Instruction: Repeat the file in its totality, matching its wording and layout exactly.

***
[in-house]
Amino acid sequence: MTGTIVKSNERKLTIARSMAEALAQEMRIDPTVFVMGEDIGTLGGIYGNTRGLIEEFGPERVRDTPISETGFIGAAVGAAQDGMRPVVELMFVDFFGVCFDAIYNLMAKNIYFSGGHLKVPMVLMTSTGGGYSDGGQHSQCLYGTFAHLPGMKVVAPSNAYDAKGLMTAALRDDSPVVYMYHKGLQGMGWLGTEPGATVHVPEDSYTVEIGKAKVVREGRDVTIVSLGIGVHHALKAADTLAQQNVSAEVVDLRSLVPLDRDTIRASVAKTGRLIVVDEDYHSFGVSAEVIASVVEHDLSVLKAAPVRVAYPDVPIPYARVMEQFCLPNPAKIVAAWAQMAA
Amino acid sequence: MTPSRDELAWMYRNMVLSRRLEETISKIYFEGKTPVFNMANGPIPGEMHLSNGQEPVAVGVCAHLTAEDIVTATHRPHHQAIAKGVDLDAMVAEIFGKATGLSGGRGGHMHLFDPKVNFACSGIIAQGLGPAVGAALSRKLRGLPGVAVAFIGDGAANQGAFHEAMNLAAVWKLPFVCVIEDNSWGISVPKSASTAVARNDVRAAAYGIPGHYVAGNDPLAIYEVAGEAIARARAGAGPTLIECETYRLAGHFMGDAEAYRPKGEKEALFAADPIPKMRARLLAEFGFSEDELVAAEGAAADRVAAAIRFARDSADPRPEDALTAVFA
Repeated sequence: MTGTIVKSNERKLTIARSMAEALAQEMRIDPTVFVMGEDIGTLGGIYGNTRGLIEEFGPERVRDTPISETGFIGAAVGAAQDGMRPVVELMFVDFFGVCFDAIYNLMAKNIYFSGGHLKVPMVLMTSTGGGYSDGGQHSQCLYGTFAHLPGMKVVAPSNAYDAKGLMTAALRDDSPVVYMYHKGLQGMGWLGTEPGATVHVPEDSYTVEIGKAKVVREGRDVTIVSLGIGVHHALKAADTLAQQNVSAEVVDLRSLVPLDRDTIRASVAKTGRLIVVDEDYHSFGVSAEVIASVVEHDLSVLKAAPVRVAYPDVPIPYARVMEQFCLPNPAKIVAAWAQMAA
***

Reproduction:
[in-house]
Amino acid sequence: MTGTIVKSNERKLTIARSMAEALAQEMRIDPTVFVMGEDIGTLGGIYGNTRGLIEEFGPERVRDTPISETGFIGAAVGAAQDGMRPVVELMFVDFFGVCFDAIYNLMAKNIYFSGGHLKVPMVLMTSTGGGYSDGGQHSQCLYGTFAHLPGMKVVAPSNAYDAKGLMTAALRDDSPVVYMYHKGLQGMGWLGTEPGATVHVPEDSYTVEIGKAKVVREGRDVTIVSLGIGVHHALKAADTLAQQNVSAEVVDLRSLVPLDRDTIRASVAKTGRLIVVDEDYHSFGVSAEVIASVVEHDLSVLKAAPVRVAYPDVPIPYARVMEQFCLPNPAKIVAAWAQMAA
Amino acid sequence: MTPSRDELAWMYRNMVLSRRLEETISKIYFEGKTPVFNMANGPIPGEMHLSNGQEPVAVGVCAHLTAEDIVTATHRPHHQAIAKGVDLDAMVAEIFGKATGLSGGRGGHMHLFDPKVNFACSGIIAQGLGPAVGAALSRKLRGLPGVAVAFIGDGAANQGAFHEAMNLAAVWKLPFVCVIEDNSWGISVPKSASTAVARNDVRAAAYGIPGHYVAGNDPLAIYEVAGEAIARARAGAGPTLIECETYRLAGHFMGDAEAYRPKGEKEALFAADPIPKMRARLLAEFGFSEDELVAAEGAAADRVAAAIRFARDSADPRPEDALTAVFA
Repeated sequence: MTGTIVKSNERKLTIARSMAEALAQEMRIDPTVFVMGEDIGTLGGIYGNTRGLIEEFGPERVRDTPISETGFIGAAVGAAQDGMRPVVELMFVDFFGVCFDAIYNLMAKNIYFSGGHLKVPMVLMTSTGGGYSDGGQHSQCLYGTFAHLPGMKVVAPSNAYDAKGLMTAALRDDSPVVYMYHKGLQGMGWLGTEPGATVHVPEDSYTVEIGKAKVVREGRDVTIVSLGIGVHHALKAADTLAQQNVSAEVVDLRSLVPLDRDTIRASVAKTGRLIVVDEDYHSFGVSAEVIASVVEHDLSVLKAAPVRVAYPDVPIPYARVMEQFCLPNPAKIVAAWAQMAA